I knew then something was not right. But the waiting began…4 days, maybe more.
Monday morning going to Safeway to buy flowers and a card for my primary care doc and his nurse as a bribe to call me when the results are in. I am nothing if not manipulative when I want what I want. And I wanted to KNOW. I have plans. I have a killer talk to give at Camp Widow in San Diego in a week. I also got a drop dead gorgeous dress to wear to the festivities. Going to San Diego, getting to spend the evening with Bill and two good long-term friends. All of that so fragile, so temporal, so elusive. I needed to know.
Phone rings. Ductal in situ (the good kind of breast cancer or pseudo breast cancer–as if there is a good kind). Treatment, lumpectomy and radiation…and this is your life. WAIT a minute THIS is not supposed to happen to me. I got screwed majorly once by the universe–and now twice? Really?
And then broadcasting the news on Facebook to friends, NOT wanting to manage the terror by myself. Not being able to bear the quiet fear that I would cease to exist. If I shared the pain with others, perhaps it wouldn’t hurt so bad. Perhaps their outrage would balance my terror. Perhaps they too would howl at the moon and scream, “This is not fair!” Perhaps I would not be so alone, so lonely.
So now the decisions begin. Eat whole grains and greens, juice, meditate, walk, run, yoga…oxygenate your body, stay away from toxic people and places. Care for yourself. Take supplements. The radiation will fry your skin. Journal…and suddenly, I feel the transformation beginning…I am morphing into CANCER WOMAN. Does that bottle contain BPA? Have I had my Miso soup today? Wait, was that organic lettuce….And my sense of self begins to shrink. Was that SPLENDA you put in that tea? I look longingly at “I am Really Not A Waitress” OPI nail polish and think, “Oh, shit…not organic.” AND, what about the well water we drink? Is the well water safe? And yes, I love onion rings, but will that onion ring kill me? And, my beloved wine….and suddenly my life takes on this sense of “preciousness” this sense of caution, this sense of living in a Bell Jar. I may live forever, but is that living? Or rather, is that living for BETH? The Beth that will try anything once. The Beth that chewed tobacco and hated it, but HAD to try it? The Beth that loves eating greasy pizza dipped in ranch. The Beth that at times MUST.HAVE.McDonalds Diet Coke. Shoot me now, people, because THAT is who I am. Not all of who I am But the free spirit, slightly naughty, very irreverent…. The me I so desperately love. The part of me I refuse to lose.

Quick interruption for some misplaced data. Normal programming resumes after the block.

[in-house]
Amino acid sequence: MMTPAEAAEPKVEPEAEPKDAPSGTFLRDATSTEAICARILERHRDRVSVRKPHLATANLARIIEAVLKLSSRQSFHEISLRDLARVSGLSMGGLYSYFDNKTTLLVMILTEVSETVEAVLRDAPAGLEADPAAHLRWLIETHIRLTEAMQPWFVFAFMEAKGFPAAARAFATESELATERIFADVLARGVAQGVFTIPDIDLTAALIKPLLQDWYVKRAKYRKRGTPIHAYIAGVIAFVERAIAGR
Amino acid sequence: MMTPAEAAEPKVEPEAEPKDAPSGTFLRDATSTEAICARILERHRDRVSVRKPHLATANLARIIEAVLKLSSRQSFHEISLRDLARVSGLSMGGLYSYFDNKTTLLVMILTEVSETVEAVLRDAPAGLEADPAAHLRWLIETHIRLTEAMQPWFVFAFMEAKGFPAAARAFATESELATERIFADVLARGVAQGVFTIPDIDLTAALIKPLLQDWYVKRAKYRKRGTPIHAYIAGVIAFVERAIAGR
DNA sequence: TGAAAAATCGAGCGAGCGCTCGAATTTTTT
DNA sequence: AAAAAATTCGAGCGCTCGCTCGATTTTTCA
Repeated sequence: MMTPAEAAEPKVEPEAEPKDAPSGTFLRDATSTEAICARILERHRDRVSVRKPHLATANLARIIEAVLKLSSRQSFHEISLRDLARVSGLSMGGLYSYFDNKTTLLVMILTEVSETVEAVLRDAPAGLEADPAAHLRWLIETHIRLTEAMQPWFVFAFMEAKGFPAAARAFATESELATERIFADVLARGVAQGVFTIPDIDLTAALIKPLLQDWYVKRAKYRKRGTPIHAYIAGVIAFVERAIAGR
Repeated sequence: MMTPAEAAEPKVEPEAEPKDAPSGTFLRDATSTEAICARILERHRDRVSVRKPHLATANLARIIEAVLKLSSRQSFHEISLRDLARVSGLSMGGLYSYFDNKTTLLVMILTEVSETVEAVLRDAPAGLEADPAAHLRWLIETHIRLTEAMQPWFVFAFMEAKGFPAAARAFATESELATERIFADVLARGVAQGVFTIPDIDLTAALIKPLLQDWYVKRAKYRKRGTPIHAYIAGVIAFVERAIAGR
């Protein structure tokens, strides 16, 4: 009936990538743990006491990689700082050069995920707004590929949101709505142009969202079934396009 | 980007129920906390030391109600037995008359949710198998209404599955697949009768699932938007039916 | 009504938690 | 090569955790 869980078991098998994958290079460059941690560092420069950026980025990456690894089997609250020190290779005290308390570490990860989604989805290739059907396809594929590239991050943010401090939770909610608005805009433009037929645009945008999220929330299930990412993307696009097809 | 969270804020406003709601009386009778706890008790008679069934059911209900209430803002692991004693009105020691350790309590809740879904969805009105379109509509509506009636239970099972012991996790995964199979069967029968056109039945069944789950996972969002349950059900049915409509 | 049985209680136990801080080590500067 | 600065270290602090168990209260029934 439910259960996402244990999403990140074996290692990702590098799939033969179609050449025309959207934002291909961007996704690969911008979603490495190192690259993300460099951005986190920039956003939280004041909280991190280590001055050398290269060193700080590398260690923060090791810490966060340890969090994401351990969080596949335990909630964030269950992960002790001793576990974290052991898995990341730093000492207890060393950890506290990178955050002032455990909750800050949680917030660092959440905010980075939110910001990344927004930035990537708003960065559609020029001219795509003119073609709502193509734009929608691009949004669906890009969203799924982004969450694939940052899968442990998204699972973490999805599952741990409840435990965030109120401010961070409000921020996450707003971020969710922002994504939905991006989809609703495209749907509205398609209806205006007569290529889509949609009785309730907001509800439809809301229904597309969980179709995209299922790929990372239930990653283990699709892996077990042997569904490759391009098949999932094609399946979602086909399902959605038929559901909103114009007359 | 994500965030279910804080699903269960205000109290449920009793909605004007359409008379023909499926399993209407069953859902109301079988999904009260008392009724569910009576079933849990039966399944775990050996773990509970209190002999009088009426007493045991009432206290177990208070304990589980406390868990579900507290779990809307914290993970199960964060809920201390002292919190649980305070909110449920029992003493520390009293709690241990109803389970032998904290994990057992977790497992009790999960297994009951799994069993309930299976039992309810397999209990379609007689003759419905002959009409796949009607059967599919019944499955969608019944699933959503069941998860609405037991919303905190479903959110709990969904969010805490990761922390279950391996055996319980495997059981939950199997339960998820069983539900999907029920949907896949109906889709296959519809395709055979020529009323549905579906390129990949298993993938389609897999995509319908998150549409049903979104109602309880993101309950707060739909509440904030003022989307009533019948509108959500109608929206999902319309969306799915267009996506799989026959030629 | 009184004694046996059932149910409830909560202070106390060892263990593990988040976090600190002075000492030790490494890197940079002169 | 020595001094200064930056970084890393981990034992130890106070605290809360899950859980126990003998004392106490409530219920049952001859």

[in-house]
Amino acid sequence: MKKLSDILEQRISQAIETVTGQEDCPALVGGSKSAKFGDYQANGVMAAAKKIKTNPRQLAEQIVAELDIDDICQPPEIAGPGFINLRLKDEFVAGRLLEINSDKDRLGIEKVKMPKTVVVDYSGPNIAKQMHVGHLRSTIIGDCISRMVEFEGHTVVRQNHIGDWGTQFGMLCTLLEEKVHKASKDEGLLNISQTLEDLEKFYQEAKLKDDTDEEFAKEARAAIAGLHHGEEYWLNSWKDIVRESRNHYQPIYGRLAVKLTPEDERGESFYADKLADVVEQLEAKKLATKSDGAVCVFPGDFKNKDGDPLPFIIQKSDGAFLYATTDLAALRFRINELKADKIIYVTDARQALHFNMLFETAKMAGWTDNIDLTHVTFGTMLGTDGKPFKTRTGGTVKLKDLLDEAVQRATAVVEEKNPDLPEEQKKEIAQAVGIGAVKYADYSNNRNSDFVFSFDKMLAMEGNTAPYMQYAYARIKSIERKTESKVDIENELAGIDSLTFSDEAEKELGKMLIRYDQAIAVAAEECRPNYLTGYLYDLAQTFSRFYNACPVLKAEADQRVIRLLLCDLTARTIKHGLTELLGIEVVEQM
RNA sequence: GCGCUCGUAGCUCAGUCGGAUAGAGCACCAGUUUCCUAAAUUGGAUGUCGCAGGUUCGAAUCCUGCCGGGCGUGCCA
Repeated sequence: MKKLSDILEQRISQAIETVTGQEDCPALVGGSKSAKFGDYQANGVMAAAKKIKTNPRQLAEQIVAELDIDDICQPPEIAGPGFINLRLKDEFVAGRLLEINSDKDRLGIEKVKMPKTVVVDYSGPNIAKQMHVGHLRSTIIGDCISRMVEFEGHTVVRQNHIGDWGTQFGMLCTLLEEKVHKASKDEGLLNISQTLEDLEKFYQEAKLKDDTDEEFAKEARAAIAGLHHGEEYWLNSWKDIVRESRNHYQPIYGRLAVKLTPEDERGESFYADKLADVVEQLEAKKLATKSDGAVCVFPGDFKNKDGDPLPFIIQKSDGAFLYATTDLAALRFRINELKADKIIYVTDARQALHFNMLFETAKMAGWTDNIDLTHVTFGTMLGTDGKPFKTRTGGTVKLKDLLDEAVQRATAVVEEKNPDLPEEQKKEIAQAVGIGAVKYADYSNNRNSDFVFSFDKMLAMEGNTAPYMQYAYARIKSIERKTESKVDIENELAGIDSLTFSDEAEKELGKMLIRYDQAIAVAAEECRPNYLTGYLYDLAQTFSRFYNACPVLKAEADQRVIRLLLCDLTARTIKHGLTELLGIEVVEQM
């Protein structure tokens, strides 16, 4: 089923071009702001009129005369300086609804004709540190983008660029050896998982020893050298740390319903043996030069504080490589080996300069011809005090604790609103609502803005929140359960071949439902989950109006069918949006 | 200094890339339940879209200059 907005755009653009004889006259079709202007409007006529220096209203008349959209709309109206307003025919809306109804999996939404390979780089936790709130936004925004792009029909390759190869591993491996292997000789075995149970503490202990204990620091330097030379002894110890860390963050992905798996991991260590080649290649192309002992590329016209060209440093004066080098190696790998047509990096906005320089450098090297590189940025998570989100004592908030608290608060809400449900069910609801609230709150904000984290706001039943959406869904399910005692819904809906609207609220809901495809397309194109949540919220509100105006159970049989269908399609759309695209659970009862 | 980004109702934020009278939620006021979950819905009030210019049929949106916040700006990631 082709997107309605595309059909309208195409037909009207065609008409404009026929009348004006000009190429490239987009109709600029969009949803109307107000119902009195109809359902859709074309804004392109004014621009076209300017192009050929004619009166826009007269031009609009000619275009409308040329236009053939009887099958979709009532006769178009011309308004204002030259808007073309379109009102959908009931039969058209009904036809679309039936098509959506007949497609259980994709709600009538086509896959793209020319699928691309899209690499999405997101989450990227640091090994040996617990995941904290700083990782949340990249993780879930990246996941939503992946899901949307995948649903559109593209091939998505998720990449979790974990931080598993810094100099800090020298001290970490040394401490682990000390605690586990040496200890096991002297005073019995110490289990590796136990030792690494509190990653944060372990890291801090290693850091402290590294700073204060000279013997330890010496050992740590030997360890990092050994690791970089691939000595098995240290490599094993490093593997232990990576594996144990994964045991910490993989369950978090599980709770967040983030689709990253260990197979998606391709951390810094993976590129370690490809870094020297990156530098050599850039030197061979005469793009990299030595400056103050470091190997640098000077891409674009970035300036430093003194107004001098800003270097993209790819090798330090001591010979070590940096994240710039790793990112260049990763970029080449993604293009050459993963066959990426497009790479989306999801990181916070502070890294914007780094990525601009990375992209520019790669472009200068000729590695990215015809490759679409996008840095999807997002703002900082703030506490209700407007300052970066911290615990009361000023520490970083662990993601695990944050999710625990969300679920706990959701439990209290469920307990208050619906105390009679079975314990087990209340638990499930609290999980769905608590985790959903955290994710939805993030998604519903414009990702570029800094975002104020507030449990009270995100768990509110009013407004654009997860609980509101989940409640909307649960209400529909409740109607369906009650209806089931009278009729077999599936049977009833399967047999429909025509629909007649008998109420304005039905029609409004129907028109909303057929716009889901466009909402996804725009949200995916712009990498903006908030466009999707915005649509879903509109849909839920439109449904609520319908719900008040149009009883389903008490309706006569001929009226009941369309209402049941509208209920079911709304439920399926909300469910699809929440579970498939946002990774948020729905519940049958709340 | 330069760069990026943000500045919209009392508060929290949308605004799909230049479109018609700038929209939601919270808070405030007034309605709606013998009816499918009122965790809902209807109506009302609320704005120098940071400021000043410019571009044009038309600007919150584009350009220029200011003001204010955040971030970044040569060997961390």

I have never been on a diet for more than 3 hours and 20 minutes, because if I can’t, I want. Tell me not to, and that’s what I want to do.
So tomorrow I go in all grown up and ready to face my doctor. Having been a psychologist for 20 years, I’m not scared or intimidated by the docs at all. Quite the contrary. And, I am going to say, I want to live, I want to be healthy. I want to dance and sing and be silly and one day go on an African Safari with my 4 grandchildren. I want that more than I want a regime that will shrink me. That will make me less me.
I am pissed and I am terrified. And, once again I am mad that my husband, Rob, died. I spoke to my dearest advisor today. And she said, do you know that many woman contract breast cancer 7 years following a trauma? Rob died in 2005. You do the math. Am I mad and scared and afraid my identity will be taken from me? You bet.